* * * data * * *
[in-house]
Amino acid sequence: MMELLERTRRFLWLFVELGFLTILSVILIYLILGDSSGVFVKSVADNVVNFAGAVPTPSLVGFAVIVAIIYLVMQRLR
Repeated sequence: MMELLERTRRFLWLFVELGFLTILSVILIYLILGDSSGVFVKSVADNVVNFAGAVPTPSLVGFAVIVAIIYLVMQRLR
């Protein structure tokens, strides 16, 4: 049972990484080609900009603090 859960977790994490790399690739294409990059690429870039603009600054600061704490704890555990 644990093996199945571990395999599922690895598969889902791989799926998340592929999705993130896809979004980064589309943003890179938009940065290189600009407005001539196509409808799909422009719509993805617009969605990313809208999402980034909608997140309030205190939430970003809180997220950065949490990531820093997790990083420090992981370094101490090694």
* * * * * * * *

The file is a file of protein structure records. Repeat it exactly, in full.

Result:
[in-house]
Amino acid sequence: MMELLERTRRFLWLFVELGFLTILSVILIYLILGDSSGVFVKSVADNVVNFAGAVPTPSLVGFAVIVAIIYLVMQRLR
Repeated sequence: MMELLERTRRFLWLFVELGFLTILSVILIYLILGDSSGVFVKSVADNVVNFAGAVPTPSLVGFAVIVAIIYLVMQRLR
């Protein structure tokens, strides 16, 4: 049972990484080609900009603090 859960977790994490790399690739294409990059690429870039603009600054600061704490704890555990 644990093996199945571990395999599922690895598969889902791989799926998340592929999705993130896809979004980064589309943003890179938009940065290189600009407005001539196509409808799909422009719509993805617009969605990313809208999402980034909608997140309030205190939430970003809180997220950065949490990531820093997790990083420090992981370094101490090694």